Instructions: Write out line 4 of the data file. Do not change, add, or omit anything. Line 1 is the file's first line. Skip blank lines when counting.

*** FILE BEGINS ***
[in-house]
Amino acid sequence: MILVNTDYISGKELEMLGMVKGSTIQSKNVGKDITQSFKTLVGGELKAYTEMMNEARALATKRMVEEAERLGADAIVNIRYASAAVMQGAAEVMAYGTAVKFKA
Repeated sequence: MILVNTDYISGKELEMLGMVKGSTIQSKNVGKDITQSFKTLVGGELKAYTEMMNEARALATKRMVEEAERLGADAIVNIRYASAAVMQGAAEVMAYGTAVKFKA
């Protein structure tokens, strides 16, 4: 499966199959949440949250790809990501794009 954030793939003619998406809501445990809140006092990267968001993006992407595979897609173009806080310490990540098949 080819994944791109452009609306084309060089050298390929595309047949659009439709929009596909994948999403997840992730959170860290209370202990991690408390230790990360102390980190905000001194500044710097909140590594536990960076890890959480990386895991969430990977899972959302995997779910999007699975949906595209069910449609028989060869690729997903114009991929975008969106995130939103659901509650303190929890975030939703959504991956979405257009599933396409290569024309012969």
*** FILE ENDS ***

């Protein structure tokens, strides 16, 4: 499966199959949440949250790809990501794009 954030793939003619998406809501445990809140006092990267968001993006992407595979897609173009806080310490990540098949 080819994944791109452009609306084309060089050298390929595309047949659009439709929009596909994948999403997840992730959170860290209370202990991690408390230790990360102390980190905000001194500044710097909140590594536990960076890890959480990386895991969430990977899972959302995997779910999007699975949906595209069910449609028989060869690729997903114009991929975008969106995130939103659901509650303190929890975030939703959504991956979405257009599933396409290569024309012969």